- Ars Animalis: Looking at animals throughout the history of art
- Women's History Month: Remembering 22 women in science
- Purity Month: Looking at 100%
- Instead of This, Try This: Starting the new year with change
- Victory Month: Celebrating positive change through grassroots action
- Of Rice and Men: Cooking the world's most important grain for human nutrition
- 21 Days, 21 Reasons, 21 Recipes, 21 Quotes: Eating plants, loving animals
- Rich Dog, Poor Dog: Considering man's best friend
- Physicists & Priests: Looking at the relationship of science and religion
- Deep Space: Staring at the stars
- Gray Matters: Thinking about thinking
- Flower Power: Stopping to smell the angiosperms
- Animal Cruelty: Looking at the devil within
- Chemical Month: Exploring the vast laboratory of our daily lives
- Africa Month: Visiting the world's second-largest continent
- Reports from 2050: Imagining the future
Thursday, June 7, 2012
Mistress of the Heavens
The ancient Babylonians gazed at Venus; they called her Nindaranna
[On June 5, 2012, Venus passed directly between the Earth and the Sun, a rare astronomical phenomenon known as the "Transit of Venus" that will occur again in 105 years. This month, 13.7 Billion Years considers "Earth's twin," from the scientific study of the planet to its mythological underpinnings, with the series Second Rock from the Sun.]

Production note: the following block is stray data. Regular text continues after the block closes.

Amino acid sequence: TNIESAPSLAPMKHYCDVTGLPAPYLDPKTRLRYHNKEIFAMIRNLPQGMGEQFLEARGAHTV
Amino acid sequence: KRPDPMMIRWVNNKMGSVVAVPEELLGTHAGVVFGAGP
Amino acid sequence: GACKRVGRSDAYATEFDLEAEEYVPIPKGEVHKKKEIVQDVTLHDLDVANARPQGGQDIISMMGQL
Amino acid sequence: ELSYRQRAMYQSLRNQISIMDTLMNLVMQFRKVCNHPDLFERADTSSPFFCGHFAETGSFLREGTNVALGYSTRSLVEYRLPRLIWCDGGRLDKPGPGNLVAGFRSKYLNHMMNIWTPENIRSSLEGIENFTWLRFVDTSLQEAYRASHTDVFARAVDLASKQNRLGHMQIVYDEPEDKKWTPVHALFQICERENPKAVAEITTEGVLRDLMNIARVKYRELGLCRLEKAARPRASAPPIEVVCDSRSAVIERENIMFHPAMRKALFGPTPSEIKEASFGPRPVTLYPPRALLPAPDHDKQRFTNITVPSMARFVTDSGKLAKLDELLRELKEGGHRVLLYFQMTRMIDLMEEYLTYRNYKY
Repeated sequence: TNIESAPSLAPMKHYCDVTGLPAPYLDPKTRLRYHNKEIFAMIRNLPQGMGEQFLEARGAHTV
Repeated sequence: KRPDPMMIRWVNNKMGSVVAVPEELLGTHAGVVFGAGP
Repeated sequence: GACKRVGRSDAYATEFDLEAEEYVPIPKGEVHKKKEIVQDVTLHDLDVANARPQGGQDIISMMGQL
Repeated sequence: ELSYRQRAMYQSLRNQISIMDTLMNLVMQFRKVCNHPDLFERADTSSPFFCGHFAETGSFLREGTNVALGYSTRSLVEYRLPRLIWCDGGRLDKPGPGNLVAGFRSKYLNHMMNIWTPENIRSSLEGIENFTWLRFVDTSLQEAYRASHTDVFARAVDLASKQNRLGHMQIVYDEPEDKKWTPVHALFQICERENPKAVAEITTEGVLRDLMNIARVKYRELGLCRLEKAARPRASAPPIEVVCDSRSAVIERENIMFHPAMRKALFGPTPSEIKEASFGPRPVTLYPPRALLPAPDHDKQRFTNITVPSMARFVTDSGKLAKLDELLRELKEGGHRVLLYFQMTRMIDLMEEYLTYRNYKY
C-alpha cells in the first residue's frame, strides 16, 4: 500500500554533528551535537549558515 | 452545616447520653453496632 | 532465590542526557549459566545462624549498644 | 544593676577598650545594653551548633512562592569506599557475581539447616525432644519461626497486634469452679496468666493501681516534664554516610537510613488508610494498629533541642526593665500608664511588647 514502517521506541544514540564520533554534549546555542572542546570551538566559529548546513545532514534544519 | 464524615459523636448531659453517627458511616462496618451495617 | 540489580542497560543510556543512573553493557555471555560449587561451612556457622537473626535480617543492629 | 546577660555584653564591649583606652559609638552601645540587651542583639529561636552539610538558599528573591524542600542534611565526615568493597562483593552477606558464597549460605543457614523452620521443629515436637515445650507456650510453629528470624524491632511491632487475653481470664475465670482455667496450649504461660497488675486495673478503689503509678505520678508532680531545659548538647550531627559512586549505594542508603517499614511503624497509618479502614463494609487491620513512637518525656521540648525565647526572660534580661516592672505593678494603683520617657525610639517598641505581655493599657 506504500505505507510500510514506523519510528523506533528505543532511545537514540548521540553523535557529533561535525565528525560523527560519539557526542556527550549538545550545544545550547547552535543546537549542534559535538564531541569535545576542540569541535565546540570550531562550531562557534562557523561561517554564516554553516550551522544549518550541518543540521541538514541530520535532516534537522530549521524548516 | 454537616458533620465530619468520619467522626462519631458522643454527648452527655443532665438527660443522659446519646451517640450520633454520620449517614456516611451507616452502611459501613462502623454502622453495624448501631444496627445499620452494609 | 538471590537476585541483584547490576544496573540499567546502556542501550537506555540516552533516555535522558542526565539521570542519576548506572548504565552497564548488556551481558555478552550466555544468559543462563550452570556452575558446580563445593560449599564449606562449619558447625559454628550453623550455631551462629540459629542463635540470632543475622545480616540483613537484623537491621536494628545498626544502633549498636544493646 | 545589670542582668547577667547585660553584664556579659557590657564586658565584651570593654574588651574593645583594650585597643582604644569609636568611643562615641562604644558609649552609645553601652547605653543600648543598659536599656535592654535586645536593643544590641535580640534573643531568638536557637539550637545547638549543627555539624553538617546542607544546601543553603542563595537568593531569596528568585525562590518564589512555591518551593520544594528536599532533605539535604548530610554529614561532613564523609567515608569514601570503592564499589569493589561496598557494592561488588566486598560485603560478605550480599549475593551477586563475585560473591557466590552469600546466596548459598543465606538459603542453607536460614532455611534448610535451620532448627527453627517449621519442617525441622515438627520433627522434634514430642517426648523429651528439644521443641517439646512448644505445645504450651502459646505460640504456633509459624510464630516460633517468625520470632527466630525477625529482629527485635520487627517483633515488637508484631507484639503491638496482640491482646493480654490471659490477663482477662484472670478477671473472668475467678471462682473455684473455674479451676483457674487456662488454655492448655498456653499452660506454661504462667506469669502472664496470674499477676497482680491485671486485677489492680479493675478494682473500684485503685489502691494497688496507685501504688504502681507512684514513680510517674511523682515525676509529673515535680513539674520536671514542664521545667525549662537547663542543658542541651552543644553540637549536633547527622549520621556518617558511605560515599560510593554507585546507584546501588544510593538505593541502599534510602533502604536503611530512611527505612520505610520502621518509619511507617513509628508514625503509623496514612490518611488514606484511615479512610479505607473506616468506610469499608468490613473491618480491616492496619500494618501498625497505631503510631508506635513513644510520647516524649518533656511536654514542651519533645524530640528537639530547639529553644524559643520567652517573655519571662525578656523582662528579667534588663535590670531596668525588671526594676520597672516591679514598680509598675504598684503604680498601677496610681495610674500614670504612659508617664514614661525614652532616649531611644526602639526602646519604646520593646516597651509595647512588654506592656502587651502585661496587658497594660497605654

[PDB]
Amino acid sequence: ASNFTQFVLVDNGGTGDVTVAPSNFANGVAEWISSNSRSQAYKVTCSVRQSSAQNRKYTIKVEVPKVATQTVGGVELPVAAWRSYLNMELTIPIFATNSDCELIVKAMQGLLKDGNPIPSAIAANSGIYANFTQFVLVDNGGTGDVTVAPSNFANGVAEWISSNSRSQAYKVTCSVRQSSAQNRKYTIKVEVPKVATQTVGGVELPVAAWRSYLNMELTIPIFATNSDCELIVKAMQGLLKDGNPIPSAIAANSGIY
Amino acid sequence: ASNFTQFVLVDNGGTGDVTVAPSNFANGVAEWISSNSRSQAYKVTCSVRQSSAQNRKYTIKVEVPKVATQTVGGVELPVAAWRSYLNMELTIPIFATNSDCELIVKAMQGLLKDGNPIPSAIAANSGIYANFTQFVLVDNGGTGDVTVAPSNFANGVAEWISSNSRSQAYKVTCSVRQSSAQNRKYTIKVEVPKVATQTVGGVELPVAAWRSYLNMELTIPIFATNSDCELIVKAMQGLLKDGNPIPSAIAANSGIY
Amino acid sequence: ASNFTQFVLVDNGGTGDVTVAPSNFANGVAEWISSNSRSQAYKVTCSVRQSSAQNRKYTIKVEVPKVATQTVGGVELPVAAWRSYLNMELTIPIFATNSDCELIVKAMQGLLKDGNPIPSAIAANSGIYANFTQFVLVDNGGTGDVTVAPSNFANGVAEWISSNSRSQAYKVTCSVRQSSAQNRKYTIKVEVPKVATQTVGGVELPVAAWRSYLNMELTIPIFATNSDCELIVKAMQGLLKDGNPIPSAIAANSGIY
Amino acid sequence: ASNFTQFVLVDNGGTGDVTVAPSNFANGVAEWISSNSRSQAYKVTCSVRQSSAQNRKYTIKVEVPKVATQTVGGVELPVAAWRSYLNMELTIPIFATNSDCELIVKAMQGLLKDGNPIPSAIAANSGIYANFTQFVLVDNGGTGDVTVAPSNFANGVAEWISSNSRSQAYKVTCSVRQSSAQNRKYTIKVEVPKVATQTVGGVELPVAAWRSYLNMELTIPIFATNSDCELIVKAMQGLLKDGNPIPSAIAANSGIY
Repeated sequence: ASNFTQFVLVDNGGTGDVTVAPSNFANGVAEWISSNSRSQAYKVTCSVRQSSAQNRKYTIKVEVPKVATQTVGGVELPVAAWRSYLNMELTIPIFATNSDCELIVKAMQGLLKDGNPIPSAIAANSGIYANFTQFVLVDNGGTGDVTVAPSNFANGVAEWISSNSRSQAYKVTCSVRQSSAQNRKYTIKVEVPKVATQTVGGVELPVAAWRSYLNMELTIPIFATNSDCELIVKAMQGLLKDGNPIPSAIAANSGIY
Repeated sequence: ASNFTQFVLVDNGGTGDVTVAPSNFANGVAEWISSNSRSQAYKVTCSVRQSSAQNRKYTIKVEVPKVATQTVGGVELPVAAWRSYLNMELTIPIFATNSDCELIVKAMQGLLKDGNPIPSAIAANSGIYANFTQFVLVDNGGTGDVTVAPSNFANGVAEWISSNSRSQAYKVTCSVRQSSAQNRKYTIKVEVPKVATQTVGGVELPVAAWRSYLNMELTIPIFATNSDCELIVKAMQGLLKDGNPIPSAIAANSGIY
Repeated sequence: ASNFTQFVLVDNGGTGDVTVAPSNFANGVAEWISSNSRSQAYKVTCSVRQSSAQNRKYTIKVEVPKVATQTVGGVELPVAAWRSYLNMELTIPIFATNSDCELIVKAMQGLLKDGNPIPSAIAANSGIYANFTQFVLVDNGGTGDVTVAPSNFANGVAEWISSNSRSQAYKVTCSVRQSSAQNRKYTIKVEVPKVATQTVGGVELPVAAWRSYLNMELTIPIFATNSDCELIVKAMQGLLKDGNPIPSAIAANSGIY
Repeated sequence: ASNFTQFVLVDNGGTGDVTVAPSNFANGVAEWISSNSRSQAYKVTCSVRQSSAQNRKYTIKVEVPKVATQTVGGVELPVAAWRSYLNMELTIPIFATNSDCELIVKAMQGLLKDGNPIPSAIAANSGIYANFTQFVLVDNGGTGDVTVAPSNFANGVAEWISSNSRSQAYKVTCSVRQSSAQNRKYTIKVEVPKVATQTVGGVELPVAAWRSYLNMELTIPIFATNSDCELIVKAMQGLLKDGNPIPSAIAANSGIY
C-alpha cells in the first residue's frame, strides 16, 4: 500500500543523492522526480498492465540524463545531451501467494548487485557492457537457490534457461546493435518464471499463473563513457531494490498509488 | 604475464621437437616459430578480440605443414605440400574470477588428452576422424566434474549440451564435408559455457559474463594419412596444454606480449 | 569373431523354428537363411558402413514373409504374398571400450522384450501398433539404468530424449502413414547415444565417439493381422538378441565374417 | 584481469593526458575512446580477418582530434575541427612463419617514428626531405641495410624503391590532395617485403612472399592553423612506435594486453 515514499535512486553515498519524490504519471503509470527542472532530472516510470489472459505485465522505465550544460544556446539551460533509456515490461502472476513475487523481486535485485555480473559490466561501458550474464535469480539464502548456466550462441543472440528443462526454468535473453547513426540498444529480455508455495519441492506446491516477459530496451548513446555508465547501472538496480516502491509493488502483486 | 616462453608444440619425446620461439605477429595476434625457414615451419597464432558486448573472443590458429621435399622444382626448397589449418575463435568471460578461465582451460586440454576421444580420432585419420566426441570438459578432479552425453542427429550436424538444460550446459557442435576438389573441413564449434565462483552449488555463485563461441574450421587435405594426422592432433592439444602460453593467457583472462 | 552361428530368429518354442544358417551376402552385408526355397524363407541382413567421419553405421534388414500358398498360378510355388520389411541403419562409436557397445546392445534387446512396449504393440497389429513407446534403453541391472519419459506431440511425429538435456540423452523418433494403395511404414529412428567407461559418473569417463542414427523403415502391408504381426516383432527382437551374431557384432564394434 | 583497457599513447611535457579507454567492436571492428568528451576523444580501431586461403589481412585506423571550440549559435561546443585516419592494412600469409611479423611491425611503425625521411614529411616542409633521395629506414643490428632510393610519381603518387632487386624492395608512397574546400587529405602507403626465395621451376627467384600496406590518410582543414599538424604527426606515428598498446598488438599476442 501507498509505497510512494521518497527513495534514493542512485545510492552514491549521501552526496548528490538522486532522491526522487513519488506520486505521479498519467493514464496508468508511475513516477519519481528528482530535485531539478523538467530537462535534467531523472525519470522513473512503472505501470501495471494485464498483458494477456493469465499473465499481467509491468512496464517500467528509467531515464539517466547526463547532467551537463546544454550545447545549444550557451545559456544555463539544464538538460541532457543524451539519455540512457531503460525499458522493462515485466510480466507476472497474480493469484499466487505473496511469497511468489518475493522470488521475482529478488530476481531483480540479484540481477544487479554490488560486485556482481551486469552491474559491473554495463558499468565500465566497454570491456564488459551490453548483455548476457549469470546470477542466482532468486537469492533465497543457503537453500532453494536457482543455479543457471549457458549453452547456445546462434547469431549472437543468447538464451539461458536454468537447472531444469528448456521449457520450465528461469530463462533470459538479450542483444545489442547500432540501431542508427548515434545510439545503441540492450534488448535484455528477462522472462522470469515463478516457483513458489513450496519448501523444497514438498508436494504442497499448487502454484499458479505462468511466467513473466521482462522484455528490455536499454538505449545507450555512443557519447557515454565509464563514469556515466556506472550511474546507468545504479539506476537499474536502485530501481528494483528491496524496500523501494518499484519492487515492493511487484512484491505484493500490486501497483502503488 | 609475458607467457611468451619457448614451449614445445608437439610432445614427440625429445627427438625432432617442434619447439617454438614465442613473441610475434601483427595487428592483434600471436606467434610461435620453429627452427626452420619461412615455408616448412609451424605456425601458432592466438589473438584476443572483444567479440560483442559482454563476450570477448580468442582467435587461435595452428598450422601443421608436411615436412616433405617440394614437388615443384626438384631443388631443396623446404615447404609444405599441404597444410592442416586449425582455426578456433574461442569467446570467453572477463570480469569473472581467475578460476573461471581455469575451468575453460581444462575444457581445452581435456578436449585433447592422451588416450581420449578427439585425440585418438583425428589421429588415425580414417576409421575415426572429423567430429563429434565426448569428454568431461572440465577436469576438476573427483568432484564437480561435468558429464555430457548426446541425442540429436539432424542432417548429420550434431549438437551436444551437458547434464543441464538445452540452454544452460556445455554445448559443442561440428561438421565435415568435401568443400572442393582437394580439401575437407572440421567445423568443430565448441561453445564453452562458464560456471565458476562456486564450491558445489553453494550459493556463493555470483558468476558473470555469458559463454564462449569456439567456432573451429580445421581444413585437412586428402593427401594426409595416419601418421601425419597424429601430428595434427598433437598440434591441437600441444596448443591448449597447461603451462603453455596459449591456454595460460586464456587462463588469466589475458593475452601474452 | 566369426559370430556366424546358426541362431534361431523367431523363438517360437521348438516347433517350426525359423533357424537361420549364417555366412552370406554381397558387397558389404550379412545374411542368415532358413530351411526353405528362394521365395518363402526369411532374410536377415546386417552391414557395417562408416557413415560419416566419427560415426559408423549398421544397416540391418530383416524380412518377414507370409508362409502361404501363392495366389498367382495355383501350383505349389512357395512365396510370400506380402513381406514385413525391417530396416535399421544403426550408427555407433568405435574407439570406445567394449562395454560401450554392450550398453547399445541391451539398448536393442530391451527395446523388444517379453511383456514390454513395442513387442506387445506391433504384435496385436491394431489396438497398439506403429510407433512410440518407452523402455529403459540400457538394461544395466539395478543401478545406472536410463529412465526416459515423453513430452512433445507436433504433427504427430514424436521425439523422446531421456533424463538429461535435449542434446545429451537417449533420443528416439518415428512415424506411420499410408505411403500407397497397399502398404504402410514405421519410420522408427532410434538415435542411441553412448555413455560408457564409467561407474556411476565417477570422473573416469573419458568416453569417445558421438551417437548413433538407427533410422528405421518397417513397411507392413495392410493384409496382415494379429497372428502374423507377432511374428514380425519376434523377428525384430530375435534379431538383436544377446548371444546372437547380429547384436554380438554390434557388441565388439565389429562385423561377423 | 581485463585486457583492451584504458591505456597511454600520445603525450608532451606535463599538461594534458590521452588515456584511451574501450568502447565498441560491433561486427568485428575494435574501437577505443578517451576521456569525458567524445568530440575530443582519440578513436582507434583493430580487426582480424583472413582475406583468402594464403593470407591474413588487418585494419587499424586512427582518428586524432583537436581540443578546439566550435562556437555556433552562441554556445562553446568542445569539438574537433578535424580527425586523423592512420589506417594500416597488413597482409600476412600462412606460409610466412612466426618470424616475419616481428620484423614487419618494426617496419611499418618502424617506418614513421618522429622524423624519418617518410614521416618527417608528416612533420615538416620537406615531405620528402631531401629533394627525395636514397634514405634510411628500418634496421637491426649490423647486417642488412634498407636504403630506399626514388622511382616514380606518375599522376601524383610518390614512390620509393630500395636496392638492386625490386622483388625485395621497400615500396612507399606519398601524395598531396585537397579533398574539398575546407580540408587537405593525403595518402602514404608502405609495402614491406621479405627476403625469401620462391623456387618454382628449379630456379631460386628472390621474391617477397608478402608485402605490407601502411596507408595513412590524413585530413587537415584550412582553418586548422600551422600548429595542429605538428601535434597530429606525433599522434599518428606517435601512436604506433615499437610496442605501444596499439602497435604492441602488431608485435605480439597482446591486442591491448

Sometime around the middle of the 17th century BCE, during the reign of King Ammisaduqa (the fourth ruler after Hammurabi), Babylonian astronomers started compiling a record of their observations of Venus, what they called Nindaranna, which means "Mistress of the Heavens."
Part of Enuma anu enlil ("In the days of Anu and Enlil"), an astrological text consisting primarily of celestial phenomena interpreted as omens, the so-called "Venus tablet of Ammisaduqa" records Venus's first and last visibility on the horizon before or after sunrise and sunset over the course of 21 years.
The earliest known copy is a 7th century BCE cuneiform tablet that was recovered from the library at Nineveh. Currently in the collection of the British Museum, it is the oldest surviving astronomical planetary text and helped to lay down the foundations of Western astrology.